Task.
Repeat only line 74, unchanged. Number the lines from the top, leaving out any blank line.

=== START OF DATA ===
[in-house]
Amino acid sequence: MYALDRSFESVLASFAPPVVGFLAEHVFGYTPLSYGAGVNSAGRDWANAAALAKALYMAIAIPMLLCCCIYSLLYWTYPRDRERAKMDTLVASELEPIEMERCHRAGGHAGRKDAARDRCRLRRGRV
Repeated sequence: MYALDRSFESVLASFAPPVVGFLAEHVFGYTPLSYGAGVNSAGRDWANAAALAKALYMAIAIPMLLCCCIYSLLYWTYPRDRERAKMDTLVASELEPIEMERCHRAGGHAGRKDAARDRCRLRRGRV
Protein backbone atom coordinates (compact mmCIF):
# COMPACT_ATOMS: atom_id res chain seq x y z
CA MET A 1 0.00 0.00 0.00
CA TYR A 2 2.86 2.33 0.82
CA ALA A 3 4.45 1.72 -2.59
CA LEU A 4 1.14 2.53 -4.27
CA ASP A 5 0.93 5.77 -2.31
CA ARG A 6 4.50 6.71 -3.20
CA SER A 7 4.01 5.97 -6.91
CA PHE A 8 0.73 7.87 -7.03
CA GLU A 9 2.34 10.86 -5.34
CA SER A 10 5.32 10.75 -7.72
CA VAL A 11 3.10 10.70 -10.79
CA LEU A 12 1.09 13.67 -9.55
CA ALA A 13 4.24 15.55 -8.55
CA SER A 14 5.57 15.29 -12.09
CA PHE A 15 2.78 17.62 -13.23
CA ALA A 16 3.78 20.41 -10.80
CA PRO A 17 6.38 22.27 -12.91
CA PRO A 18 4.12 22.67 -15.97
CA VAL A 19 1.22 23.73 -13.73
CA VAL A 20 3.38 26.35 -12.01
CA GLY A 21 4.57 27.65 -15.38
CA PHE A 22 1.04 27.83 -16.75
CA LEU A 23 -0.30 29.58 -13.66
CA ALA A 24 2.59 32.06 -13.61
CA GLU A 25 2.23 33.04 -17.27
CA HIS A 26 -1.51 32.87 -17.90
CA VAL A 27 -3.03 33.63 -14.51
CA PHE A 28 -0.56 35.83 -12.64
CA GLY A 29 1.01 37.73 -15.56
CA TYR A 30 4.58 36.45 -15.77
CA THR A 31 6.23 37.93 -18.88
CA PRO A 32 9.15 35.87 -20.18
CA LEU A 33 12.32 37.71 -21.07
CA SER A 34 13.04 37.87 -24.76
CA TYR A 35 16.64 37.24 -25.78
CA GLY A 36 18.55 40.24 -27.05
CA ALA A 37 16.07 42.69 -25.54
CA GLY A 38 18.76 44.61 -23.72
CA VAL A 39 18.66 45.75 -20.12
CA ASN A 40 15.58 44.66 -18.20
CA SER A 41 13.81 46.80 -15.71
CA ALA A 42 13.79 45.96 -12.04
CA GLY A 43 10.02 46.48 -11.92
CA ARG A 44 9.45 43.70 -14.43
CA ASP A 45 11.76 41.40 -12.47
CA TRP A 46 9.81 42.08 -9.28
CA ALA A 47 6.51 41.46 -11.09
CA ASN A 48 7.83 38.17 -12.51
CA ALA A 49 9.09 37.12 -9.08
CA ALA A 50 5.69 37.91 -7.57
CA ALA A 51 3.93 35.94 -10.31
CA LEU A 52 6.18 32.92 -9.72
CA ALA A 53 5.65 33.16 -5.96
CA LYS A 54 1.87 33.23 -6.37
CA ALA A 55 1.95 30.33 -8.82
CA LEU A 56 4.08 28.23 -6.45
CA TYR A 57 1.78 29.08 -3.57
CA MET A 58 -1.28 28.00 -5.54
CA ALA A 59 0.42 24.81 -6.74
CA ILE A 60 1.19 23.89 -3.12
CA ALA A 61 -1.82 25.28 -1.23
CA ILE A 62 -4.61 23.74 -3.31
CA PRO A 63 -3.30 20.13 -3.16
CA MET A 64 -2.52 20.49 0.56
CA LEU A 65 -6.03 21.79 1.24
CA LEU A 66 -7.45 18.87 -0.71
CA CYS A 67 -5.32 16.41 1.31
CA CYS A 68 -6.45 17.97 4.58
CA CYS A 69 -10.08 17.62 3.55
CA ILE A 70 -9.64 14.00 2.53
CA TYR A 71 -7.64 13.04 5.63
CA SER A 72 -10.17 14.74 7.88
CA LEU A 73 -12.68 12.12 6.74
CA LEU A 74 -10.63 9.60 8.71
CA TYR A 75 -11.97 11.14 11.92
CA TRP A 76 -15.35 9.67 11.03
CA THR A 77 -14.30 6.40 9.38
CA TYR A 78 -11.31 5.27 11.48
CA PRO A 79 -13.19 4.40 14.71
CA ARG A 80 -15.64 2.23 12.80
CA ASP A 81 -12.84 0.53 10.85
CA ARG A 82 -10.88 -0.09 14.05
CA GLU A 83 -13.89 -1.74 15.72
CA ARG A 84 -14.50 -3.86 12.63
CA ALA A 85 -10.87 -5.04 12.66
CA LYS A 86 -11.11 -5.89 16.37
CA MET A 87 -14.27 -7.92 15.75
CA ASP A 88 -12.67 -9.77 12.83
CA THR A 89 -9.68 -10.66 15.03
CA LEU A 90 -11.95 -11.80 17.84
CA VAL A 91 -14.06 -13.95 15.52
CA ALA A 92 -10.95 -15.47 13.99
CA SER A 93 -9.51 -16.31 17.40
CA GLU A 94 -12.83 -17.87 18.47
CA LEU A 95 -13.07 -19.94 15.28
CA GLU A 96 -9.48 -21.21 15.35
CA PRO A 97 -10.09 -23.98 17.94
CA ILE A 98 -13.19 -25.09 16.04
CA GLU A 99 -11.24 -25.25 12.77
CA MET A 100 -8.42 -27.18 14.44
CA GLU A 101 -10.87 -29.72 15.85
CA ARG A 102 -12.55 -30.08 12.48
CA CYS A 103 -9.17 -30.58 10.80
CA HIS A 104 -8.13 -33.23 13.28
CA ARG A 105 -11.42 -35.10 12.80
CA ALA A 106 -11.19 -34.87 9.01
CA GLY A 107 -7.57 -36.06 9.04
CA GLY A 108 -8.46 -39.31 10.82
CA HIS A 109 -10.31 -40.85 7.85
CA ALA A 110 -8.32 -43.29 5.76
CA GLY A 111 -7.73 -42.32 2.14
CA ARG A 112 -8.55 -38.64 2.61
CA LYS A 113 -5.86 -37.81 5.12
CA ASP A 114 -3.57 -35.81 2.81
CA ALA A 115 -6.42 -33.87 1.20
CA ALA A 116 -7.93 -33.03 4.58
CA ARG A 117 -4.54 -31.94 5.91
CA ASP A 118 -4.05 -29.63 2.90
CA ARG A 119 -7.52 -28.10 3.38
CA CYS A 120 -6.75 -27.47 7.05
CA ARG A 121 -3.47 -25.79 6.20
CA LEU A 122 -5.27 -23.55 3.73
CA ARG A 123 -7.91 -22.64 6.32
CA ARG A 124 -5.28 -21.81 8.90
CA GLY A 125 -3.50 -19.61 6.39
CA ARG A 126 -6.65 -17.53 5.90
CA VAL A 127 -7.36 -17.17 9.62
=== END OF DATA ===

CA CYS A 69 -10.08 17.62 3.55